People v. Davis, 10 Ill. 2d 430 (1957)

Jan. 24, 1957 · Illinois Supreme Court · No. 34058
10 Ill. 2d 430

(No. 34058.

The People of the State of Illinois, Defendant in Error, vs. James Davis, Plaintiff in Error.

Opinion filed January 24, 1957

Rehearing denied March 19, 1957.

*432John R. Snively, of Rockford, for plaintiff in error.

Latham CastlE, Attorney General, of Springfield, and Robert R. Caneteld, State’s Attorney, of Rockford, (Fred G. Leach, and Rosario A. Gaziano, of counsel,) for the People.

Mr. Justice Davis

delivered the opinion of the court:

James Davis, defendant, was indicted in the' circuit court of Winnebago County for the crimes of forcible rape, statutory rape, and assault with intent to commit rape, alleged to have been committed on September , 18, 1955, upon a 14-year-old girl. He entered a plea of not guilty; the case was tried before a jury which found him guilty of forcible rape, in the manner and form as charged in count I, and guilty of statutory rape, as charged in count II of the indictment, and fixed his punishment at imprisonment in the penitentiary for 15 years. No- verdict was returned as- to the third count of the indictment which charged assault with intent to commit rape. Post-trial motions were overruled, and the defendant was sentenced on the jury’s verdict. He now brings this writ of error to review the judgment of conviction and sentence.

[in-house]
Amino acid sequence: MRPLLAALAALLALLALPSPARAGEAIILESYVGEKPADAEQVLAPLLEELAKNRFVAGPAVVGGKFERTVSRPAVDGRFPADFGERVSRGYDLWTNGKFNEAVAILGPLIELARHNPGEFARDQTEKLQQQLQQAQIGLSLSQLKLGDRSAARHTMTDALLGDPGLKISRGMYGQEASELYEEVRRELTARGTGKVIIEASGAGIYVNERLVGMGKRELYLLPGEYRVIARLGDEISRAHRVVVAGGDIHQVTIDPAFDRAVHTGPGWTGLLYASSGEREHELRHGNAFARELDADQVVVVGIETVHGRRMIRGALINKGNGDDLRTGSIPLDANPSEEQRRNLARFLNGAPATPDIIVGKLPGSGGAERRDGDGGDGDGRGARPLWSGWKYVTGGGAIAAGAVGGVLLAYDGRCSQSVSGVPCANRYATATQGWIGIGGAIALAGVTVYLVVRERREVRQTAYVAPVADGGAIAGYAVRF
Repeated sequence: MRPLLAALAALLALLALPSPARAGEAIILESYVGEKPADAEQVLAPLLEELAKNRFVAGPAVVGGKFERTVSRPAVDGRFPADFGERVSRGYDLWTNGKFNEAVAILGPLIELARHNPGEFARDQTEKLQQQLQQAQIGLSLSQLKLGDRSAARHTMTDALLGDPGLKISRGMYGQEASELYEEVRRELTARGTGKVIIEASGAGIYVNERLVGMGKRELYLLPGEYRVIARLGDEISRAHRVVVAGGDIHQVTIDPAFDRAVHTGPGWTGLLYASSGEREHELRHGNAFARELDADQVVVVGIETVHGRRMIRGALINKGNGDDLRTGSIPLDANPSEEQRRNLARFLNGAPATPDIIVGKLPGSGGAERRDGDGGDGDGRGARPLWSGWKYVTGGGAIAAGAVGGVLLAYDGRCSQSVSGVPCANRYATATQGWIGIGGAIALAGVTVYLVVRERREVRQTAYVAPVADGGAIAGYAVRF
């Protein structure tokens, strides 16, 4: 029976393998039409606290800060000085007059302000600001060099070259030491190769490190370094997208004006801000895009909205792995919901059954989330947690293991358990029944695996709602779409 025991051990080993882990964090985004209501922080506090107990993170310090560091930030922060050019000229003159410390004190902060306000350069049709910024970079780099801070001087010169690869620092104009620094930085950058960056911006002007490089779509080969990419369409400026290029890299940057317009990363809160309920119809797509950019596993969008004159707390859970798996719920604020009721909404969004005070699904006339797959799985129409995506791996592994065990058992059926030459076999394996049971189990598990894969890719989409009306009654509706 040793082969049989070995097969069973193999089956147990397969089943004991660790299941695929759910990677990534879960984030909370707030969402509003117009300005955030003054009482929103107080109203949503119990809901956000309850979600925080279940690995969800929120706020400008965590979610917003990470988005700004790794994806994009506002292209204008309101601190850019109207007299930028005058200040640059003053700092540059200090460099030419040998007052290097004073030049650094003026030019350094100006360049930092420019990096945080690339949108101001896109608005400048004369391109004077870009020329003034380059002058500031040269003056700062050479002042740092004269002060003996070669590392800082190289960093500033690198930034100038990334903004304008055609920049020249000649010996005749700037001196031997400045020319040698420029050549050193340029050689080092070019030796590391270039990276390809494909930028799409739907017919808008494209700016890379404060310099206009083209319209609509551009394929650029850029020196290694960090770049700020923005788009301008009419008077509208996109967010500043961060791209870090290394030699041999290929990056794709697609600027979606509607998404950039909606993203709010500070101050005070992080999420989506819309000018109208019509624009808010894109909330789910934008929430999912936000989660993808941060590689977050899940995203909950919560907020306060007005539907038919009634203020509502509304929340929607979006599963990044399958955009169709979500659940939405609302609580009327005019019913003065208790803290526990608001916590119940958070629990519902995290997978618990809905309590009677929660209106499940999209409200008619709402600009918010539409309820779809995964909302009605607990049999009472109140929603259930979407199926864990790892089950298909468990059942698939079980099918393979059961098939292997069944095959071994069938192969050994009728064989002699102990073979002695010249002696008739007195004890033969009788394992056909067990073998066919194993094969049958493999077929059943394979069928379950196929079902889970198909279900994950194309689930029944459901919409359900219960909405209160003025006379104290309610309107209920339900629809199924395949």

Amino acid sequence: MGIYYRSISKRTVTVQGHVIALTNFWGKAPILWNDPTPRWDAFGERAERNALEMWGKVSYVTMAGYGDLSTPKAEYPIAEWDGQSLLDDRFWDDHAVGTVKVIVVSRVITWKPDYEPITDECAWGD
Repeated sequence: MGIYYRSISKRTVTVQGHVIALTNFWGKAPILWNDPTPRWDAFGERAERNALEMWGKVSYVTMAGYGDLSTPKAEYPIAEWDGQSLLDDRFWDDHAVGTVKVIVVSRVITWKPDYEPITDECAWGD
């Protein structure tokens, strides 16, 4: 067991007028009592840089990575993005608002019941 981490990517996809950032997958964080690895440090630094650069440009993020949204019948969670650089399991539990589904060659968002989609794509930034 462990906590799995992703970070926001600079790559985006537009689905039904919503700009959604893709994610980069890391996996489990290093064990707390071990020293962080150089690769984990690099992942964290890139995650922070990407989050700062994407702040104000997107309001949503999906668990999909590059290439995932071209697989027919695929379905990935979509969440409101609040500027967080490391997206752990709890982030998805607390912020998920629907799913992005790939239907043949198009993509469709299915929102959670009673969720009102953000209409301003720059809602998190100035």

The defendant assigned the following errors for reversal of the judgment: (1) denial of application for change of venue; (2) the admission of evidence; (3) the evidence failed to prove the guilt of defendant beyond a reasonable doubt; (4) improper argument by State’s Attorney; (5) the giving and refusing of certain instructions; and (6) error in entering judgment of conviction on the verdict of the jury and in imposing sentence.

Defendant first contends that the court erred in denying his application for change of venue. He was indicted by the grand jury and capias issued for his arrest on Janu*433ary 9, 1956. On January 11, 1956, the defendant appeared in court with his attorney, and after being arraigned, made a motion to quash the indictment which motion was heard and denied. Defendant then entered a plea of not guilty to the indictment and the court set the case for trial on February 13, 1956, but it was not reached. On the following day, the defendant filed a petition for change of venue from Judges O’Sullivan and Dusher, on the ground of prejudice. The verified petition, not accompanied by supporting affidavit, averred that “such cause for a change of venue arose and came to his knowledge heretofore and again on February 13, 1956.”